China, with its long-standing ties to the Taliban, including supplying weapons via Pakistan, has taken the lead in portraying the U.S. as a declining power whose ditching of the Afghan government demonstrates that it is an unreliable partner for any country. After Kabul’s fall, China’s victory lap included a state-media warning to Taiwan that the U.S. would abandon it too in the face of a Chinese invasion.
The Taliban’s victory in Afghanistan helps China in other ways, too. Given that Pakistan is a Chinese client, the U.S. defeat paves the way for China to make strategic inroads into Afghanistan, with its substantial mineral wealth and location between Iran and the Pakistan-India belt. China has sought to achieve this by offering the Taliban the two things it desperately needs: international recognition and economic aid. Beijing has been demanding that Washington unfreeze Afghanistan’s financial assets.
One definite loser from America’s Afghanistan debacle is India, whose security risks coming under siege from the Pakistan-China-Taliban coalition. India, one of the largest aid donors to Afghanistan, had a big presence in that country, but its diplomats and civilians were among the first to flee.
Since last year, India has been locked in military standoffs with China along their long Himalayan border following furtive China incursions across the frontier. But if India now faces a greater terrorist threat from across its western borders, it will have less capacity to counter an expansionist China.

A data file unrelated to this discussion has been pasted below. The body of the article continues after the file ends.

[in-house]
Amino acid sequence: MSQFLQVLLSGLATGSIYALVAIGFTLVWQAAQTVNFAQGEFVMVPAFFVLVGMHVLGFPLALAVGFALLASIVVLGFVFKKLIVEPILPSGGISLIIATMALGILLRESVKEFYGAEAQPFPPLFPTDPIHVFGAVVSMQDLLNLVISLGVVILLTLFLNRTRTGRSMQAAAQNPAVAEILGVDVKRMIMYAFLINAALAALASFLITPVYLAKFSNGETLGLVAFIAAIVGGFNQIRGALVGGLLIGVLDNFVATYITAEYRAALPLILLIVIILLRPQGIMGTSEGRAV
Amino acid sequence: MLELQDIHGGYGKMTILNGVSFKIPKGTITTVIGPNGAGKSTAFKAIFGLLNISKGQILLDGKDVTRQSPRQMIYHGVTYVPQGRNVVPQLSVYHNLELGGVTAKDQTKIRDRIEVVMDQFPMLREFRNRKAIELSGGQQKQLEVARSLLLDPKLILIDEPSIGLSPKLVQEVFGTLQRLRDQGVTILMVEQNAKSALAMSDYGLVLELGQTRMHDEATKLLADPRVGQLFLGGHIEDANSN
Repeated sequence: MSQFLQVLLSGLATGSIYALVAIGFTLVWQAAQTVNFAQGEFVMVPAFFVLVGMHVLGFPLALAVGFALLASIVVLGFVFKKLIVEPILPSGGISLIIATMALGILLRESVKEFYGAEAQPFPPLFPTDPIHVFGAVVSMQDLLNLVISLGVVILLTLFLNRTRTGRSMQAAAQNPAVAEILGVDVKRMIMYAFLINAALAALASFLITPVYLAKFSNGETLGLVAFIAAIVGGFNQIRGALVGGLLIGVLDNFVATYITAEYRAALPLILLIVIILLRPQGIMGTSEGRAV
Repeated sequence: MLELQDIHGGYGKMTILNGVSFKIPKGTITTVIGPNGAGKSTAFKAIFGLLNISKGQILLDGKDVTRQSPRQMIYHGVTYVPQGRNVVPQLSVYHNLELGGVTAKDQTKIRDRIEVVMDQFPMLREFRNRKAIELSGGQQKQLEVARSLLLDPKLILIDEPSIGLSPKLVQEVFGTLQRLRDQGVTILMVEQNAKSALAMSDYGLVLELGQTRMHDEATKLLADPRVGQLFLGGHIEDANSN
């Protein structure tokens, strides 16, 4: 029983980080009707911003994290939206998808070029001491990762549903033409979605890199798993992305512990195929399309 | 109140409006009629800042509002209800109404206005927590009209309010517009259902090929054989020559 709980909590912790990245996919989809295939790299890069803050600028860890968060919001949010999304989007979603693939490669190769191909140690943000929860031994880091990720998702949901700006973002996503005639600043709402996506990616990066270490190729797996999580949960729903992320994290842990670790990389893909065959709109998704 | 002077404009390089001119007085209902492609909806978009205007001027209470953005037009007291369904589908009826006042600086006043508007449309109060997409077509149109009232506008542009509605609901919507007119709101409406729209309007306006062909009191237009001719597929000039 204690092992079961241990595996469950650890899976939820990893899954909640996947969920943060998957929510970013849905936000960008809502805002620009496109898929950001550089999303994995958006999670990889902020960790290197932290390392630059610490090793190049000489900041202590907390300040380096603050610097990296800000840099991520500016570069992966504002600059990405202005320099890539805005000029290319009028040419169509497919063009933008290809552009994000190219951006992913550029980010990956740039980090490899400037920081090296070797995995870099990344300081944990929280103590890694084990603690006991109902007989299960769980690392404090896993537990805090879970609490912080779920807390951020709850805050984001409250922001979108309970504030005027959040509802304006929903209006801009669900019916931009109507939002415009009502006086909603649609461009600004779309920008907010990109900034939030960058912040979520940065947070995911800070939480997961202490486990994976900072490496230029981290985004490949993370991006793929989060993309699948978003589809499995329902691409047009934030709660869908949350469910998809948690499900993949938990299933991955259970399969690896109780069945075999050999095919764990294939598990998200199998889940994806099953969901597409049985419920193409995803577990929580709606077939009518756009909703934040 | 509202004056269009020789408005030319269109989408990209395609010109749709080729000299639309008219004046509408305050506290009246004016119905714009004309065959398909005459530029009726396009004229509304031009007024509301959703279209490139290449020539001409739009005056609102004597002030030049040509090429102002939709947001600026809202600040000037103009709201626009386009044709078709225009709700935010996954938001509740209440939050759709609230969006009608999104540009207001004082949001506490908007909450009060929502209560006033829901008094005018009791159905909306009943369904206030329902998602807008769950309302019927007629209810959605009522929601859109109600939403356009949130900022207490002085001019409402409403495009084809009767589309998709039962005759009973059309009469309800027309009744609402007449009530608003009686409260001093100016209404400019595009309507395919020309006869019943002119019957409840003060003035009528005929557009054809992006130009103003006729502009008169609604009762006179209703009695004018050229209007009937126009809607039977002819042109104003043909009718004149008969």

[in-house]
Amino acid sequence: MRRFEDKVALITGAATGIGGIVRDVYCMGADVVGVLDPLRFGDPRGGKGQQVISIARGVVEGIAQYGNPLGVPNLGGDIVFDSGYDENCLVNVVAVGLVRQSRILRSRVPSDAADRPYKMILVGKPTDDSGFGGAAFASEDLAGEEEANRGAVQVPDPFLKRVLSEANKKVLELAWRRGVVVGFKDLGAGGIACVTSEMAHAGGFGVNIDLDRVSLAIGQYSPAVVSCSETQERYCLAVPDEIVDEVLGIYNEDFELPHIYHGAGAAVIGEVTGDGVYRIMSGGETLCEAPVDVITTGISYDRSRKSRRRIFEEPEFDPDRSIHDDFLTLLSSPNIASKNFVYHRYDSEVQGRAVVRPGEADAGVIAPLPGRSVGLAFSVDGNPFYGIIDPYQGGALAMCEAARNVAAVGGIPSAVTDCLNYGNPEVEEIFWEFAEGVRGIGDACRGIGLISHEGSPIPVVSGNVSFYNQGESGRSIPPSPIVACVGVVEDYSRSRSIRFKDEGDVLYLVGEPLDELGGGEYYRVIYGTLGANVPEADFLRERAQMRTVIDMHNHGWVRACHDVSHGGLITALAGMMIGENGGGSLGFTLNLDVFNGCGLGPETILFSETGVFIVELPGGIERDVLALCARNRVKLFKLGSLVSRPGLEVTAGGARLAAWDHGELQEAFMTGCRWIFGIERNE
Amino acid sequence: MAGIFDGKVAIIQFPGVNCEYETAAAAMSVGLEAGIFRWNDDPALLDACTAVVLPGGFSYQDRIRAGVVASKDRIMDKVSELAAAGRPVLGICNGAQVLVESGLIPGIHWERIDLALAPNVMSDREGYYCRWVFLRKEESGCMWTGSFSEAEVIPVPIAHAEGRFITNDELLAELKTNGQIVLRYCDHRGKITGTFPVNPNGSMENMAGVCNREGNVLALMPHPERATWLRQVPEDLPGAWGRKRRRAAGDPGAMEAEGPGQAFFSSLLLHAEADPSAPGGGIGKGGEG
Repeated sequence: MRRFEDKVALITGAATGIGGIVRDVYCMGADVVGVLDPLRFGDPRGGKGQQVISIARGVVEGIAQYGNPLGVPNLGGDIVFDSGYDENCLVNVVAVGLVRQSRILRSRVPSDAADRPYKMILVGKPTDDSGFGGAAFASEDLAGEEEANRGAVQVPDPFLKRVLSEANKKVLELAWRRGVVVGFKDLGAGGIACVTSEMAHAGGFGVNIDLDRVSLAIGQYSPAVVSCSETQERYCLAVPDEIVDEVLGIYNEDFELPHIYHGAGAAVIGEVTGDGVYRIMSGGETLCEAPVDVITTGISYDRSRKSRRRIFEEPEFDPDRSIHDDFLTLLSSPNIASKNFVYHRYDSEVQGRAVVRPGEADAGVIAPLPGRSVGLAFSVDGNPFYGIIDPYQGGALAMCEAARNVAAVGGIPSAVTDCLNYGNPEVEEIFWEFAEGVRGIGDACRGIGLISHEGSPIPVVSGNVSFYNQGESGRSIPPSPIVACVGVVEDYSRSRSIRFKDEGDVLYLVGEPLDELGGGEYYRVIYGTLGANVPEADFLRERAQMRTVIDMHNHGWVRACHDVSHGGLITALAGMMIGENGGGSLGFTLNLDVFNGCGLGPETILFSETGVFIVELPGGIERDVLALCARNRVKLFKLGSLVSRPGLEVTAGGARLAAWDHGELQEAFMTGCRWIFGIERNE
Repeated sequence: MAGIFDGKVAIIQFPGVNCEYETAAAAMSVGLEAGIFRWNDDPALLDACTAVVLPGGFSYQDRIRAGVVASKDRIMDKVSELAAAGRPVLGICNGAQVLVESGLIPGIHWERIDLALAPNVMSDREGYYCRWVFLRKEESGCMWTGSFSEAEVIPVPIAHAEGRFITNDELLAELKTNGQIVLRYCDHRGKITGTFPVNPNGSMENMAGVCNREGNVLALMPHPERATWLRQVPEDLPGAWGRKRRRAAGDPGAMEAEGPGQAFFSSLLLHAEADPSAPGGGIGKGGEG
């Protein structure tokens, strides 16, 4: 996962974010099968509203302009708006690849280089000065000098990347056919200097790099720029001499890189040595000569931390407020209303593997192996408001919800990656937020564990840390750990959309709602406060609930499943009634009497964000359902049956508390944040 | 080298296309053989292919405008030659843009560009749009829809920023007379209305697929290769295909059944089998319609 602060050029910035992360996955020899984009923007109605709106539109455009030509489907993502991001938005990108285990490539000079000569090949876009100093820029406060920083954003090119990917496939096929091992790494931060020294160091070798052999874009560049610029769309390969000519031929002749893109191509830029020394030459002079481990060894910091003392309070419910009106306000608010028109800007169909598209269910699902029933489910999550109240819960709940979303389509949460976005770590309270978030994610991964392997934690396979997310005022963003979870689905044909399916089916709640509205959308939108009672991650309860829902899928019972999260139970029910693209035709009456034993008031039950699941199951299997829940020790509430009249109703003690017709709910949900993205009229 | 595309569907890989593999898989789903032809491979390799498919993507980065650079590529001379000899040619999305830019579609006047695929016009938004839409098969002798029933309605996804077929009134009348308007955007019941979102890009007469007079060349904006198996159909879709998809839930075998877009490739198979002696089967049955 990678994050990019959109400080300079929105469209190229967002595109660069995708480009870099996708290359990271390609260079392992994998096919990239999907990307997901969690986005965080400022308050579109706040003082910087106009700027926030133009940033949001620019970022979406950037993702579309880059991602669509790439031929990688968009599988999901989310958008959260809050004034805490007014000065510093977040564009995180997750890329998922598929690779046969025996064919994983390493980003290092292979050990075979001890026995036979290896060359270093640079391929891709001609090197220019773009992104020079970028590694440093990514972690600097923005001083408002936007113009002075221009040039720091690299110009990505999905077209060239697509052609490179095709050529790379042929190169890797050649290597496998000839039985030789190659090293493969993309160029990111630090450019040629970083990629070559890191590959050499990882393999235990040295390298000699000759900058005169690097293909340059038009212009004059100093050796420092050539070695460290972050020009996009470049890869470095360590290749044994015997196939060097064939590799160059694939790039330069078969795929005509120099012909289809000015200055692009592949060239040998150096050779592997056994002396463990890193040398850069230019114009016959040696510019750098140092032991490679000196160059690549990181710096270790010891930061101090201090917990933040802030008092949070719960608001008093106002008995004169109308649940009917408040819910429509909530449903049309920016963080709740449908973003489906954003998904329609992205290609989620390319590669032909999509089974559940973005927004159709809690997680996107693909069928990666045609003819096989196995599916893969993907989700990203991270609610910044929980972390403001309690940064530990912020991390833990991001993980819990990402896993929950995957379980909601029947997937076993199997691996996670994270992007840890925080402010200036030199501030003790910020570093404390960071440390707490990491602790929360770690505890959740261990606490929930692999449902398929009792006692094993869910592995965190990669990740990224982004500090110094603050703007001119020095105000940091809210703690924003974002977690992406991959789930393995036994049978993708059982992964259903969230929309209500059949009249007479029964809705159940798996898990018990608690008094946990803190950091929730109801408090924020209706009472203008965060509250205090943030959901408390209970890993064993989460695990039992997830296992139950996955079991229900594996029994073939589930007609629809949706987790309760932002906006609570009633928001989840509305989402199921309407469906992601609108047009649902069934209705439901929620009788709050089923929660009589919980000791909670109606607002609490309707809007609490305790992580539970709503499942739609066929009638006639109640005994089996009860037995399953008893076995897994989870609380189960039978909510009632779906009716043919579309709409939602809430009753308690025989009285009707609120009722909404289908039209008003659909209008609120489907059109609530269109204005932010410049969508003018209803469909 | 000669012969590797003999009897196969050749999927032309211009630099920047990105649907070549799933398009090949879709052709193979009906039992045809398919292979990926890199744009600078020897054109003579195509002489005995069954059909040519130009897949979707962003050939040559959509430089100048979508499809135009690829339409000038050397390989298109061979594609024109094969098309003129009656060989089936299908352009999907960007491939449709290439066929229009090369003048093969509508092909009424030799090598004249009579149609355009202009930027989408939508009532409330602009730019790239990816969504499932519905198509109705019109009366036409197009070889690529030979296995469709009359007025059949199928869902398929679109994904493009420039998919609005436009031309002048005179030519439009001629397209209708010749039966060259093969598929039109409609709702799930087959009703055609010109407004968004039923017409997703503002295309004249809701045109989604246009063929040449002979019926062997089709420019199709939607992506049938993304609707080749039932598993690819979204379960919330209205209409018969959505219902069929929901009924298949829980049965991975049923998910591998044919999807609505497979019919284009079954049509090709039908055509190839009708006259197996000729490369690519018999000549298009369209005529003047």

When the Taliban was previously in power, from 1996 to 2001, it allowed Pakistan to use Afghan territory to train terrorists for missions in India. Its return to power thus opens a new front for terrorism against India, which may be forced to shift its focus from the intensifying military standoffs with China in the Himalayas. Simply put, Afghanistan’s fall is likely to strengthen the anti-India axis between the Taliban’s sponsor, Pakistan, and Pakistan’s main patron, China.
Meanwhile, thanks to the Taliban’s defeat of the world’s leading power, radical Islam is again on the march, a development that carries security implications even for Western countries. The Taliban, for its part, is turning Afghanistan into a narco-terrorist state. According to a recent UN Security Council report, the production and trafficking of poppy-based and synthetic drugs remain “the Taliban’s largest single source of income,” contributing “significantly to the narcotics challenges facing the wider international community.” The criminal profits from this trade lubricate the Taliban’s terror machine.
The Taliban’s “Islamic emirate” is likely to serve as a magnet for violent Islamists from around the world. The Taliban regime’s cabinet includes a who’s who of international terrorism, including some of the world’s most-notorious narcotics kingpins. The U.S.-led global war on terror, which was already faltering before Biden took office, may not recover.
Brahma Chellaney, author of nine books, is Professor of Strategic Studies at the independent Center for Policy Research in New Delhi and a Richard von Weizsäcker Fellow of the Robert Bosch Academy in Berlin.